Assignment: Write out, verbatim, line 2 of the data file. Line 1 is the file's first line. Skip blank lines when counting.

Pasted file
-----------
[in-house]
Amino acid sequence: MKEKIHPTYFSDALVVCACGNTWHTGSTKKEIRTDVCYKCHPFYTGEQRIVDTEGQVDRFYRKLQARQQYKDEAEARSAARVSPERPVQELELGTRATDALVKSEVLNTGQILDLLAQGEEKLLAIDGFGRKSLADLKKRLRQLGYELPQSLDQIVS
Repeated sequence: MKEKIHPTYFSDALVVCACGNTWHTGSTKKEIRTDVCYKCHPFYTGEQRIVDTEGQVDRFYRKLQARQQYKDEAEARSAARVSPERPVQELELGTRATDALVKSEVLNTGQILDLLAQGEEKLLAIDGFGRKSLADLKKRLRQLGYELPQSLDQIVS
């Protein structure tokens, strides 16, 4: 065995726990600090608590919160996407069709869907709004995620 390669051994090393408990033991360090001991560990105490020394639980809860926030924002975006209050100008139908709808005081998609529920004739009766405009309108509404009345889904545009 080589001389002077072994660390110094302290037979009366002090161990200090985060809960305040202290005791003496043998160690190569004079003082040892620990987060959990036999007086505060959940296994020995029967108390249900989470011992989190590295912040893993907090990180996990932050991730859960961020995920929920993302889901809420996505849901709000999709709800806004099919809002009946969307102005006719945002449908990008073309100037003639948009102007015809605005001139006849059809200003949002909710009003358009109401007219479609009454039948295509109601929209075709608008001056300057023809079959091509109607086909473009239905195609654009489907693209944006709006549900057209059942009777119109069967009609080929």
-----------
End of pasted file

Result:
Amino acid sequence: MKEKIHPTYFSDALVVCACGNTWHTGSTKKEIRTDVCYKCHPFYTGEQRIVDTEGQVDRFYRKLQARQQYKDEAEARSAARVSPERPVQELELGTRATDALVKSEVLNTGQILDLLAQGEEKLLAIDGFGRKSLADLKKRLRQLGYELPQSLDQIVS